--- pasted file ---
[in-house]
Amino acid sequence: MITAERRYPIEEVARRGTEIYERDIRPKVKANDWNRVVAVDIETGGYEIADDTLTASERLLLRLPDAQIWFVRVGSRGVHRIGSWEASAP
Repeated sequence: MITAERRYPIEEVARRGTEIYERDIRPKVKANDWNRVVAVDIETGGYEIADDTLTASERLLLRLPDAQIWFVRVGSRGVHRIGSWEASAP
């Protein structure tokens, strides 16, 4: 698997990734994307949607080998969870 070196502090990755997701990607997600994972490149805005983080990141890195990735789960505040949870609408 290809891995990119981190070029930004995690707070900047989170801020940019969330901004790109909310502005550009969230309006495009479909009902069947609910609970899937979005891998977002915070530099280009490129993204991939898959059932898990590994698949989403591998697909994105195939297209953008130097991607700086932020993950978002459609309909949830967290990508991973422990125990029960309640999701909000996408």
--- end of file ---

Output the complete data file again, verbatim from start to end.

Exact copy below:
[in-house]
Amino acid sequence: MITAERRYPIEEVARRGTEIYERDIRPKVKANDWNRVVAVDIETGGYEIADDTLTASERLLLRLPDAQIWFVRVGSRGVHRIGSWEASAP
Repeated sequence: MITAERRYPIEEVARRGTEIYERDIRPKVKANDWNRVVAVDIETGGYEIADDTLTASERLLLRLPDAQIWFVRVGSRGVHRIGSWEASAP
């Protein structure tokens, strides 16, 4: 698997990734994307949607080998969870 070196502090990755997701990607997600994972490149805005983080990141890195990735789960505040949870609408 290809891995990119981190070029930004995690707070900047989170801020940019969330901004790109909310502005550009969230309006495009479909009902069947609910609970899937979005891998977002915070530099280009490129993204991939898959059932898990590994698949989403591998697909994105195939297209953008130097991607700086932020993950978002459609309909949830967290990508991973422990125990029960309640999701909000996408």